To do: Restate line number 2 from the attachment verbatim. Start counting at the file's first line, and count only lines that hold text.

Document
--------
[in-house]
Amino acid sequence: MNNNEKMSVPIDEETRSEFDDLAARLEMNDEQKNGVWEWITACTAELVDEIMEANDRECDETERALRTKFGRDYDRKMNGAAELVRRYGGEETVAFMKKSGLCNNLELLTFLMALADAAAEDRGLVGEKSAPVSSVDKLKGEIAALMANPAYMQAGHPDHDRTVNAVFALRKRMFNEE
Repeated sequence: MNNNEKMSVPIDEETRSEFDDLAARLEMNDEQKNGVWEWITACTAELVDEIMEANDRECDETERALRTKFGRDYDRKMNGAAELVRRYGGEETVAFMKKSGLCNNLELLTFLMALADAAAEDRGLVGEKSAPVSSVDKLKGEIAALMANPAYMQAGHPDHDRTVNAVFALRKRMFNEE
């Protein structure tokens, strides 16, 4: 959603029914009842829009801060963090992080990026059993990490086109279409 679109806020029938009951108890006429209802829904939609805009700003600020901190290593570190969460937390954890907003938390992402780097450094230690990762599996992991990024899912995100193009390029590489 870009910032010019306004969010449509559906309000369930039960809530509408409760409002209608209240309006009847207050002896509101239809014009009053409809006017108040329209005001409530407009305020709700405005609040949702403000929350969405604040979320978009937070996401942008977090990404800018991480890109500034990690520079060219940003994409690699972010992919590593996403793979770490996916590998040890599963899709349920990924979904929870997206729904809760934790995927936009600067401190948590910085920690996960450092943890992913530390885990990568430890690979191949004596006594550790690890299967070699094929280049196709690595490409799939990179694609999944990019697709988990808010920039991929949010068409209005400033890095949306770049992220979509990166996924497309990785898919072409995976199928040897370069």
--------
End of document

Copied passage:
Amino acid sequence: MNNNEKMSVPIDEETRSEFDDLAARLEMNDEQKNGVWEWITACTAELVDEIMEANDRECDETERALRTKFGRDYDRKMNGAAELVRRYGGEETVAFMKKSGLCNNLELLTFLMALADAAAEDRGLVGEKSAPVSSVDKLKGEIAALMANPAYMQAGHPDHDRTVNAVFALRKRMFNEE